“Those costs are now going to be borne by the general fund, and in our view, that means less money for kids in the classroom, and that’s where we would prefer to put those resources,” Piper said.

She noted there are now 73 exceptions to the state’s Open Records Law, which means that it often takes a considerable amount of time for school districts to determine whether a record can, or must, be kept confidential.

During his 2010 campaign for governor, Terry Branstad promised he wouldn’t impose fees for the legal review of public documents requested under Iowa’s Open Records Law. “I believe the cost should be borne by the attorney general’s office,” he said at the time. Attorney Brenna Findley, who was then running for attorney general, also questioned the legality of such fees.

But almost immediately after taking office in 2011, Branstad — with Findley as his legal counsel — began imposing those same fees. The Des Moines Register, for example, had to pay $626 for a legal review of 677 emails involving the Iowa Juvenile Home. The Register paid the fee, even though the state initially decided to keep one-third of the requested emails confidential.

In 2014, Democratic gubernatorial candidate Jack Hatch, then a state senator, filed a record request with Branstad’s office, seeking a year’s worth of emails pertaining to a state home for troubled youth.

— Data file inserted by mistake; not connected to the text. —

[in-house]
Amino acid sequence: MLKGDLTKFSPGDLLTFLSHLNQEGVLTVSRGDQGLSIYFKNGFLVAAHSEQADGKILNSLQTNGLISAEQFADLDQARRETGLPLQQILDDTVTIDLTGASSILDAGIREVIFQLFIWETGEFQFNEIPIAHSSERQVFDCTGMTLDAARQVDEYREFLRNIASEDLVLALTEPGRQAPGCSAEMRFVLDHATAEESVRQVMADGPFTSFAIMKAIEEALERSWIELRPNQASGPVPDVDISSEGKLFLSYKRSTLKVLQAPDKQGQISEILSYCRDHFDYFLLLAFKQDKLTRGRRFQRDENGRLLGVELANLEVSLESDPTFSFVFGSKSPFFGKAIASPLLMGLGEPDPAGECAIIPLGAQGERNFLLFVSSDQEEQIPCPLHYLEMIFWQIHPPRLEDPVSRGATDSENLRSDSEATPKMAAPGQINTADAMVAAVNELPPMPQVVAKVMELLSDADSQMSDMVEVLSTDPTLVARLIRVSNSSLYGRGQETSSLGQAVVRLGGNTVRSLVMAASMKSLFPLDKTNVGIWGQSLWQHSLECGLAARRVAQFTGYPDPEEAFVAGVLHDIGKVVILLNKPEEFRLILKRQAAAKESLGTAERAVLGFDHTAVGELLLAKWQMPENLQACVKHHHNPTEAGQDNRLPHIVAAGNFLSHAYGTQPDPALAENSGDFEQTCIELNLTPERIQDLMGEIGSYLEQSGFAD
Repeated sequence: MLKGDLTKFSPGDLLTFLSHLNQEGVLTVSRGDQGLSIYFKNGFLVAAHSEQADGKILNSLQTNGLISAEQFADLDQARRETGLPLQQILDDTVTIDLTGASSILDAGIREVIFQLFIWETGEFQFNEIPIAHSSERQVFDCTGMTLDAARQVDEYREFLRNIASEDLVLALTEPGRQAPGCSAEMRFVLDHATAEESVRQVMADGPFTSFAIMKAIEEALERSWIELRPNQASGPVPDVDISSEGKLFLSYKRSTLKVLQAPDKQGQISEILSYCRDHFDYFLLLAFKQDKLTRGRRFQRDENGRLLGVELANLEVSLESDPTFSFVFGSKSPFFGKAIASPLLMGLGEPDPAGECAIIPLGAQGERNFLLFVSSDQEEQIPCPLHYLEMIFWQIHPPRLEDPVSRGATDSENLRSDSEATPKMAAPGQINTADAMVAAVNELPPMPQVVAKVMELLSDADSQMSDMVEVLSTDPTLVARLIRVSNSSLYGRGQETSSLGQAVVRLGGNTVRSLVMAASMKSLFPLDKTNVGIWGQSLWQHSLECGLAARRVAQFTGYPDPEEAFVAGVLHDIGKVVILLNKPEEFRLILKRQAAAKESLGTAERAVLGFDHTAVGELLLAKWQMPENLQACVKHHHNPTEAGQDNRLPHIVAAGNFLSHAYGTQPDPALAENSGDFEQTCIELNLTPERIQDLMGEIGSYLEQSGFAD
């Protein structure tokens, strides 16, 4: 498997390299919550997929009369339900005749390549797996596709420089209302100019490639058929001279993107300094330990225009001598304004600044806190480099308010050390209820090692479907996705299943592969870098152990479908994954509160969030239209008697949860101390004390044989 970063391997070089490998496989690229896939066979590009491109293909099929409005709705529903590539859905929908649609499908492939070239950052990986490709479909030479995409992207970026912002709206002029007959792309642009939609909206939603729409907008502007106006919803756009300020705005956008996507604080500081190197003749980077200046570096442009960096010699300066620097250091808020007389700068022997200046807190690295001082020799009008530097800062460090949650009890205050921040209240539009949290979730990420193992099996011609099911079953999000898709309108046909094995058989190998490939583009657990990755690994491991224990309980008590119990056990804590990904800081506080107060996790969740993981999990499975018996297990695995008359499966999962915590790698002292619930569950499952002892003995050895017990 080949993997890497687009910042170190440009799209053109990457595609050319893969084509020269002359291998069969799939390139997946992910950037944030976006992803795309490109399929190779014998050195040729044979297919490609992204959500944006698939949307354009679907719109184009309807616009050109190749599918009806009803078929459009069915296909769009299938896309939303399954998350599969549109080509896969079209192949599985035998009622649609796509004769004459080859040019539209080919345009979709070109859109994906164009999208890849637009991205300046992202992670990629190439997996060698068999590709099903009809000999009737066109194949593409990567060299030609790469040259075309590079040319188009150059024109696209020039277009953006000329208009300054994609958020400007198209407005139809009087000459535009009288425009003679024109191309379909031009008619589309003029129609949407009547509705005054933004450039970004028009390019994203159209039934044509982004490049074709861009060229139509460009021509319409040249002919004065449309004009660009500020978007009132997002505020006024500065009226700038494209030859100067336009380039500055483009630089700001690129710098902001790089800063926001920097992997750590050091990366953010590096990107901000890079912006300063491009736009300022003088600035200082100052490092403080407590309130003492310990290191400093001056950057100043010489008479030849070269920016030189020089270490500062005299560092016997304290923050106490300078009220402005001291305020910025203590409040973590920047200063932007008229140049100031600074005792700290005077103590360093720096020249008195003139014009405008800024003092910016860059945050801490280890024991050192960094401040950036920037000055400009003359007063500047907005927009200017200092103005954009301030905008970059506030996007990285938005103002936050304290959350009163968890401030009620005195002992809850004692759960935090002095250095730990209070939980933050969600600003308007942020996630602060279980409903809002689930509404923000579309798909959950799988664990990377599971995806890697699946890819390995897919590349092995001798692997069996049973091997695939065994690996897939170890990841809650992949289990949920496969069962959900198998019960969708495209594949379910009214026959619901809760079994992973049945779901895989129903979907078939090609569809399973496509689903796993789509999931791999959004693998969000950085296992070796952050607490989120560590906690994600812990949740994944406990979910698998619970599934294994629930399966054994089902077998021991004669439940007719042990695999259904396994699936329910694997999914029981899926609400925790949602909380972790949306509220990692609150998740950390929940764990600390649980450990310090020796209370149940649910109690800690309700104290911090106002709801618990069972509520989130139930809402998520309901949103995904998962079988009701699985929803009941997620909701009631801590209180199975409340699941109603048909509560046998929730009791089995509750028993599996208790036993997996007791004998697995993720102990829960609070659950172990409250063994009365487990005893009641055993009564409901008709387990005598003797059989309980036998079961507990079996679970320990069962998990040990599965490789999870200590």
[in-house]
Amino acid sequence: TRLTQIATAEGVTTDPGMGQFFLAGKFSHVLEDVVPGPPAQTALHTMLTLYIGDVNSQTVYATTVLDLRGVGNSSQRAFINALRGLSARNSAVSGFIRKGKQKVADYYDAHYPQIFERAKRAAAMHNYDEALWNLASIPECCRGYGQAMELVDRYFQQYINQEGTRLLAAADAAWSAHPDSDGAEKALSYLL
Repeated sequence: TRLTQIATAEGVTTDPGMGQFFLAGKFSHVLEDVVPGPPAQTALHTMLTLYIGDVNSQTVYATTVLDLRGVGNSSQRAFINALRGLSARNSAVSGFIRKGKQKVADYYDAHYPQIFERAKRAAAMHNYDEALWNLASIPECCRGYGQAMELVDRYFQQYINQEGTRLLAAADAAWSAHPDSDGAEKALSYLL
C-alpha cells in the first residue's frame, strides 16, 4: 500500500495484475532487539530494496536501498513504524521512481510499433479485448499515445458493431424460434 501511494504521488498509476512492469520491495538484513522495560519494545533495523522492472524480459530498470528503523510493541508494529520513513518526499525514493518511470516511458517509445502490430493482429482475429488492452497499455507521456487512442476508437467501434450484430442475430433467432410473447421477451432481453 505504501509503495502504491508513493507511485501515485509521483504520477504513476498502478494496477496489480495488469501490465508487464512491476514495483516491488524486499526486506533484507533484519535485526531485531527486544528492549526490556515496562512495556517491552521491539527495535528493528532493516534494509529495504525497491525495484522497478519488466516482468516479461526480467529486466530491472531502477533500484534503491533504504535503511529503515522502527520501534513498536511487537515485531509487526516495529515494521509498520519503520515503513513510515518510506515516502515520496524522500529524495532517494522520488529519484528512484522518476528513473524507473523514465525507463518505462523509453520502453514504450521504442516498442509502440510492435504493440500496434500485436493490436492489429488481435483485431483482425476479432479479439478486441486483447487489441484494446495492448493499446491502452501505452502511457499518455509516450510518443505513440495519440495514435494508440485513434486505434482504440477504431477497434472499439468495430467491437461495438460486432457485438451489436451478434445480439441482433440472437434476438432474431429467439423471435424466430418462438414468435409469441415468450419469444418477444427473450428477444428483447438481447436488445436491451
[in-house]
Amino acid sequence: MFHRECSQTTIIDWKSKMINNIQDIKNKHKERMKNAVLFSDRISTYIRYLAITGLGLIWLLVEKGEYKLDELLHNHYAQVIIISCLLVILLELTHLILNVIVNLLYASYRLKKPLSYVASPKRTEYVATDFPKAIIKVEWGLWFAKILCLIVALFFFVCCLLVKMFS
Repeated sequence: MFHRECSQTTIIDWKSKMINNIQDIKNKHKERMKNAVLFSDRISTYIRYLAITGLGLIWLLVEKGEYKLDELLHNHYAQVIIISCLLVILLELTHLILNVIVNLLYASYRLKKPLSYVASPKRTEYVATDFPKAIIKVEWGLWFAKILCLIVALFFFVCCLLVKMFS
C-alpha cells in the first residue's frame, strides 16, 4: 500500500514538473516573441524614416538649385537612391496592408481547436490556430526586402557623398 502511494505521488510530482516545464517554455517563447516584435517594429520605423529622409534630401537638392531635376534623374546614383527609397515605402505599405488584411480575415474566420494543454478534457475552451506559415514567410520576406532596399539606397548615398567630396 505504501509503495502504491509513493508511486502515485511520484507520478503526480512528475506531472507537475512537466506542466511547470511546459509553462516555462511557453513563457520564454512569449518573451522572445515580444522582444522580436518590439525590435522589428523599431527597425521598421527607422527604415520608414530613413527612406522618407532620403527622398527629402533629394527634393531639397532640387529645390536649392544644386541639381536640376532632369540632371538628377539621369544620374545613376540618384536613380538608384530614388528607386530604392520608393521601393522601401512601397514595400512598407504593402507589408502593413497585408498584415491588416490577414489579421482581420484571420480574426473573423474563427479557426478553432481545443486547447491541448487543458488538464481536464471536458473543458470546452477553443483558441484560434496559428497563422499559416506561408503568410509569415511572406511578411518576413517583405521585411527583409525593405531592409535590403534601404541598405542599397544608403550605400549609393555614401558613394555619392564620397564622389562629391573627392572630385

The governor’s deputy legal counsel at the time was Larry Johnson, who now heads the Iowa Department of Inspections and Appeals. Johnson told Hatch he would first have to pay $33 an hour, or an estimated $693, for a legal review of the 1,693 emails.

The proposed fee was consistent with those imposed on citizens and media outlets during the administrations of both Branstad and his Democratic predecessor, Chet Culver.

In addition to the fee for reviews, some governmental agencies charge a fee to merely look at documents that are deemed to be public. Those fees are typically labeled “supervision” fees, and they cover the cost of having a staffer sit and watch the person who is inspecting the public documents —  ostensibly to prevent tampering or theft. 

Earlier this week, Iowa Workforce Development charged the Iowa Capital Dispatch charged $28 an hour for a legal review of requested documents, plus $28 an hour to examine the requested records. Because the records in question took less than an hour to review and examine, the final cost was $25.



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Clark Kauffman
Clark Kauffman

Deputy Editor Clark Kauffman has worked during the past 30 years as both an investigative reporter and editorial writer at two of Iowa’s largest newspapers, the Des Moines Register and the Quad-City Times. He has won numerous state and national awards for reporting and editorial writing. His 2004 series on prosecutorial misconduct in Iowa was named a finalist for the Pulitzer Prize for Investigative Reporting. From October 2018 through November 2019, Kauffman was an assistant ombudsman for the Iowa Office of Ombudsman, an agency that investigates citizens’ complaints of wrongdoing within state and local government agencies.